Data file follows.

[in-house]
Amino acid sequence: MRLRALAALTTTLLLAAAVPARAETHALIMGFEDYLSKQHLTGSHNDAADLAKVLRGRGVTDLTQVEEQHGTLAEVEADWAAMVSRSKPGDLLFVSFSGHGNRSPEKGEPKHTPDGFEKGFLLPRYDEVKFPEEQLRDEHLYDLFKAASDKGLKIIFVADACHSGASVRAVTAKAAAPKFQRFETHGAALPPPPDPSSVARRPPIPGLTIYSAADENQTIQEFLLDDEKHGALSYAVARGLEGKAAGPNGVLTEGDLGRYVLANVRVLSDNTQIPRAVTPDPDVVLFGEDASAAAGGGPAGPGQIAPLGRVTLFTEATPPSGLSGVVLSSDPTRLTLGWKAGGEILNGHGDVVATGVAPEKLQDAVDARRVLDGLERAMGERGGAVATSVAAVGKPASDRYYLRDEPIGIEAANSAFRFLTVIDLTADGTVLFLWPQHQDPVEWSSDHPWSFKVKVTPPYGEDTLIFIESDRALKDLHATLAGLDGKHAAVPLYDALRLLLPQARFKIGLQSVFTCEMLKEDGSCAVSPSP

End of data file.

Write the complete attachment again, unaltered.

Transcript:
[in-house]
Amino acid sequence: MRLRALAALTTTLLLAAAVPARAETHALIMGFEDYLSKQHLTGSHNDAADLAKVLRGRGVTDLTQVEEQHGTLAEVEADWAAMVSRSKPGDLLFVSFSGHGNRSPEKGEPKHTPDGFEKGFLLPRYDEVKFPEEQLRDEHLYDLFKAASDKGLKIIFVADACHSGASVRAVTAKAAAPKFQRFETHGAALPPPPDPSSVARRPPIPGLTIYSAADENQTIQEFLLDDEKHGALSYAVARGLEGKAAGPNGVLTEGDLGRYVLANVRVLSDNTQIPRAVTPDPDVVLFGEDASAAAGGGPAGPGQIAPLGRVTLFTEATPPSGLSGVVLSSDPTRLTLGWKAGGEILNGHGDVVATGVAPEKLQDAVDARRVLDGLERAMGERGGAVATSVAAVGKPASDRYYLRDEPIGIEAANSAFRFLTVIDLTADGTVLFLWPQHQDPVEWSSDHPWSFKVKVTPPYGEDTLIFIESDRALKDLHATLAGLDGKHAAVPLYDALRLLLPQARFKIGLQSVFTCEMLKEDGSCAVSPSP